Disadvantaged young people in Kent are being helped back into work or education through CXK’s support programmes.
Young people aged 16-25 can apply to join the programmes, which are designed to help them progress to a job, training or education placement.
The 12-week Elevate and Prince’s Trust Team programmes, which are offered free of charge, are held three times a year. Elevate runs in Canterbury but accepts applications from young people in the surrounding areas. Meanwhile the Prince’s Trust Team programme operates in Ashford, Dartford and Sittingbourne.
Kellie Major, Assistant director at CXK,, explains that around 15 young people are accepted for each intake. However numbers do fluctuate throughout the year. The highest intake is in November because “young people have tried college and it didn’t work out”, she explains.
Many of the young people accepted onto CXK’s programmes have had previous negative experiences of education. They find the programme environment to be “very different” to school or college. “Because of this we find that they attend well,” says Major. “The aim is to build their confidence and prepare them for their next steps, whether that’s an apprenticeship or finding a job.”
Elevate allows applicants to gain qualifications in English and Maths and is run by two members of staff who also provide pastoral support and employability skills to the group.
The Prince’s Trust Team programme, led by a team leader and assistant, is similar but has greater emphasis on using teamwork to improve confidence.
“We also want them to make a positive contribution to their communities. So they get involved in projects such as helping in a care home or a youth centre,” says Major. While both programmes offer a period of work experience, the type and length of placement is tailored to each young person’s needs.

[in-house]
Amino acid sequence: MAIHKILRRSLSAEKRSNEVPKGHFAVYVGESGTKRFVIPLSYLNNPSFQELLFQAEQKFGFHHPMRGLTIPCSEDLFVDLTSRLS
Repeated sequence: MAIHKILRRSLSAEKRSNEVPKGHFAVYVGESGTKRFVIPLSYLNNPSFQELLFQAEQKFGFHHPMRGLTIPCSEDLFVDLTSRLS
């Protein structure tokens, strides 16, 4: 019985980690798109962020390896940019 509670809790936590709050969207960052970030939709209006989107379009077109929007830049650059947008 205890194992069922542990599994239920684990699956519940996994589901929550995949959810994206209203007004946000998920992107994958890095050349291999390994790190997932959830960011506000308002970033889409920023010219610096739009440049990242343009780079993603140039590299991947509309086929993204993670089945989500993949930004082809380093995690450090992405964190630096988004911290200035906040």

“Our staff are good at assessing them in the beginning to see what their barriers are. They look at what support they need and then develop an individual learning plan for them,” says Major.
Parent, agencies and support organisations across Kent refer young people to the programmes. Young people can also self-refer. Major says there are a range reasons why young people haven’t achieved in mainstream education. “Some of them are looked-after children, others are those that youth offending teams have referred to us. We plan a programme to support those different needs,” she adds.
Ethan Button turned to CXK for help in September when he was rejected from college for not having the right English qualification to get onto a childcare course. He joined the Elevate programme to improve both his qualifications and employability chances. “Working in small groups and having lots of one-to-one support from my tutors has helped me achieve good results in my qualifications,” he says.
Following a successful work experience placement at a nursery, Ethan has since been offered an apprenticeship role there. “Elevate, and especially my work experience, has given me the confidence and experience I needed to get an apprenticeship. I’m excited for what the future holds,” he says.
Between September 2017 and August 2018, 117 young people took part in the Elevate and Prince’s Trust Team programmes. More than 80 per cent of those young people moved into a “positive outcome” such as education, training or a work placement. Eight young people secured an apprenticeship. Major believes the programmes are of great benefit to young people who may have experienced setbacks in their education.
“Being in an environment where they are learning on the job, rather than being in a classroom all the time, is great for them. It’s a good first step for a lot of our young people,” she adds.